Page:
Shipp, who won commendations for his work over a 17-year career, resigned from the spy agency in 2002 after what he says was two years of harassment and illegal surveillance prompted by his complaints about toxic contamination on the base, linked to the disposal of weapons, that seriously sickened him and his family with a wide array of serious illnesses, some of which persist to this day.
On Dec. 12, 2004, the CIA agreed to a mediated settlement that awarded the Shipps $400,000 and apologies for their problems. But days later agency high-ups rejected the agreement and offered them a much smaller amount in a “take it or leave it” deal, Shipp wrote in an unpublished manuscript that was heavily redacted by agency vetters.
Subsequently the CIA won a ruling from U.S. District Court Judge Orlando L. Garcia in San Antonio to dismiss the Shipps' lawsuit on grounds that litigation would threaten national security, udner the state secrets privilege.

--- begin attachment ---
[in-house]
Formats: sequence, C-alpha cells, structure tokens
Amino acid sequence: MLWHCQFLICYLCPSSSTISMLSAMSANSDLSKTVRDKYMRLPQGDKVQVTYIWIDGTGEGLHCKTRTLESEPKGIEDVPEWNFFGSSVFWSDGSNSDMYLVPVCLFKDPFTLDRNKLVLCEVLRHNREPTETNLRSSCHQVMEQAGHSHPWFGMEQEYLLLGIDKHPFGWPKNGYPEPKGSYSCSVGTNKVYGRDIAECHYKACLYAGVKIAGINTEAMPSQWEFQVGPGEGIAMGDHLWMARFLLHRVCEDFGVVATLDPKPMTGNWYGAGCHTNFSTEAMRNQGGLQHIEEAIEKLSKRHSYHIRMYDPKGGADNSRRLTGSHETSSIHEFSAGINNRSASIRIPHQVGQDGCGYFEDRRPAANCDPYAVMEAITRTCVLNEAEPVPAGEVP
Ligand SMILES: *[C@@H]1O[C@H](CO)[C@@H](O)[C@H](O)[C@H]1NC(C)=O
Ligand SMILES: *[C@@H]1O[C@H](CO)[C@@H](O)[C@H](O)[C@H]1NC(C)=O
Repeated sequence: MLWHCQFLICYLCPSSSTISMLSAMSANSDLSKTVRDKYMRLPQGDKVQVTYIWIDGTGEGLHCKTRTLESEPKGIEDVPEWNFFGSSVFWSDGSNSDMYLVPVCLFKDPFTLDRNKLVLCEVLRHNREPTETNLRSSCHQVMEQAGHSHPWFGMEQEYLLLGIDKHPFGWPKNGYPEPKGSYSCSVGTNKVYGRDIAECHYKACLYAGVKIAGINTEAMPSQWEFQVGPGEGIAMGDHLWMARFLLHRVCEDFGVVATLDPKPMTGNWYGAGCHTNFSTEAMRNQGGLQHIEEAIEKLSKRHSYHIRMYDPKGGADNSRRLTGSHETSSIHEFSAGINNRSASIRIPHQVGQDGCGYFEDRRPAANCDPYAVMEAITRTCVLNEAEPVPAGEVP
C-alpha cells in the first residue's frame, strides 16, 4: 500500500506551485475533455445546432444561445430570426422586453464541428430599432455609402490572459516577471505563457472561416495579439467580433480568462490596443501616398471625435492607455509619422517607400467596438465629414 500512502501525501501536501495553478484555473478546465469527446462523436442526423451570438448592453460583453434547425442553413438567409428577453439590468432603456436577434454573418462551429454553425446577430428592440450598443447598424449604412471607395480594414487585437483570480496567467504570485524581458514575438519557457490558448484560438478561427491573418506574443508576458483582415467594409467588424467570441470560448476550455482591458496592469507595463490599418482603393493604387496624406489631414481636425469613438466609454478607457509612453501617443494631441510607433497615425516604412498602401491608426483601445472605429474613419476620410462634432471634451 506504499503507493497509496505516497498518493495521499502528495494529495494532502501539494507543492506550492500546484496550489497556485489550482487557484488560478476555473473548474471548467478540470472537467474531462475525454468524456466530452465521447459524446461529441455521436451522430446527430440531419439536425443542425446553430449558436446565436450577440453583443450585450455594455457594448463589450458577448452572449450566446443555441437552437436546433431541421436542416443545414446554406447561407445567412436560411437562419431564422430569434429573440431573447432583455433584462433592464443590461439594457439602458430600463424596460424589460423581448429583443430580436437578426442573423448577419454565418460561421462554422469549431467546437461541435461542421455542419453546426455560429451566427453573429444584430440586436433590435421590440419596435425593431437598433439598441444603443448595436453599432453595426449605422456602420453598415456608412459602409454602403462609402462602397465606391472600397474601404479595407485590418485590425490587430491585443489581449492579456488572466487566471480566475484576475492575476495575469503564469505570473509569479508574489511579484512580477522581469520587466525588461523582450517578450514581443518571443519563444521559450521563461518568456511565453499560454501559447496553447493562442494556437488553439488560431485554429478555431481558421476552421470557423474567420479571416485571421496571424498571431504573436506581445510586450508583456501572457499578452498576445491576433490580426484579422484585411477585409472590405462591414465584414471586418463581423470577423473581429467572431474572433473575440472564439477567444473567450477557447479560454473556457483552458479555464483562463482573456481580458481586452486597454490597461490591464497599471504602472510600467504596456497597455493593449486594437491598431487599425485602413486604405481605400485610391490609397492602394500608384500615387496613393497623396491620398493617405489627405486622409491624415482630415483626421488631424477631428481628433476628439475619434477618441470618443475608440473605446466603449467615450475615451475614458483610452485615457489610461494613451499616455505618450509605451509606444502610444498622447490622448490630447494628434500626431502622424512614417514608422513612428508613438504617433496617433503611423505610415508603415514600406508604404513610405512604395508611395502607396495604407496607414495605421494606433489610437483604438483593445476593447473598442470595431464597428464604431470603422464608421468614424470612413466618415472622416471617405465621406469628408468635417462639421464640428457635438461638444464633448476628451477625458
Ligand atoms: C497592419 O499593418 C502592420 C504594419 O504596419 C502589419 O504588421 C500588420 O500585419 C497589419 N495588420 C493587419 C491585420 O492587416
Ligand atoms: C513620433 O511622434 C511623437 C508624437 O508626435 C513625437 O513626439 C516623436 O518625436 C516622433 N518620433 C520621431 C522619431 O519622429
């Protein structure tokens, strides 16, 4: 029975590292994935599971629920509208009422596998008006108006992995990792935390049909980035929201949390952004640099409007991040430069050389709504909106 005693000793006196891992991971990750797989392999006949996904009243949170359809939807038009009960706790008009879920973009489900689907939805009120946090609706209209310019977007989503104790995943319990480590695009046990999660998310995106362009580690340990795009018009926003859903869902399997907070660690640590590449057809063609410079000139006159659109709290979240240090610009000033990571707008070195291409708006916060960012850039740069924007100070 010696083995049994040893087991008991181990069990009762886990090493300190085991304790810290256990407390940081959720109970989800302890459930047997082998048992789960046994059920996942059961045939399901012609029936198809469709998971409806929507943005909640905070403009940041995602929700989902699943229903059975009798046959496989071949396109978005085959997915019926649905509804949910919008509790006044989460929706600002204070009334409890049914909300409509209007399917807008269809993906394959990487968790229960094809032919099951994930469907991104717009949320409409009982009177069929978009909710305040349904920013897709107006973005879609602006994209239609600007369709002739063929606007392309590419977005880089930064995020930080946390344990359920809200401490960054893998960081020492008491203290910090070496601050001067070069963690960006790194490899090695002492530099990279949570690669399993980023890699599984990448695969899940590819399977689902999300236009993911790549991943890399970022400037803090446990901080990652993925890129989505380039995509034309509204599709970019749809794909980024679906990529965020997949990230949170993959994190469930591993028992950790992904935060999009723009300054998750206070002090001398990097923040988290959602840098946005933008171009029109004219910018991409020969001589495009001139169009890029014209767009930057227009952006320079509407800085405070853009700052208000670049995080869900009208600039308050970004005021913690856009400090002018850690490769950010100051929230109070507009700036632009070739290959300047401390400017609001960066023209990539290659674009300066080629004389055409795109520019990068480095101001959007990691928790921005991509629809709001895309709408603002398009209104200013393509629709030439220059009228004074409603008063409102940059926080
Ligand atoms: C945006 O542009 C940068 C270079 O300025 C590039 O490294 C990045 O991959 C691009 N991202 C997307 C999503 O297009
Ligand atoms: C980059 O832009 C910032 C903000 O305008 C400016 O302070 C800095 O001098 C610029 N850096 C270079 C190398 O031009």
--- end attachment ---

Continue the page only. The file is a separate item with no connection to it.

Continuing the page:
Why the CIA would risk a major controversy over such a relatively minor incident and miniscule amount of money remains a mystery.
One theory proposed by Shipp is that the agency wanted to protect its secret presence at the base. Another is that CIA officials rejected the mediated settlement because they suspected the Shipps--wrongfully, they say--of leaking their case to a reporter.
But a retired government official with long experience in national security cases said “in my experience CIA would rather litigate than pay.”
“That they made an offer and then backed out is an indication that paying one might open the door to paying others,” added the former official, who agreed to discuss such a sensitive issue only on condition of anonymity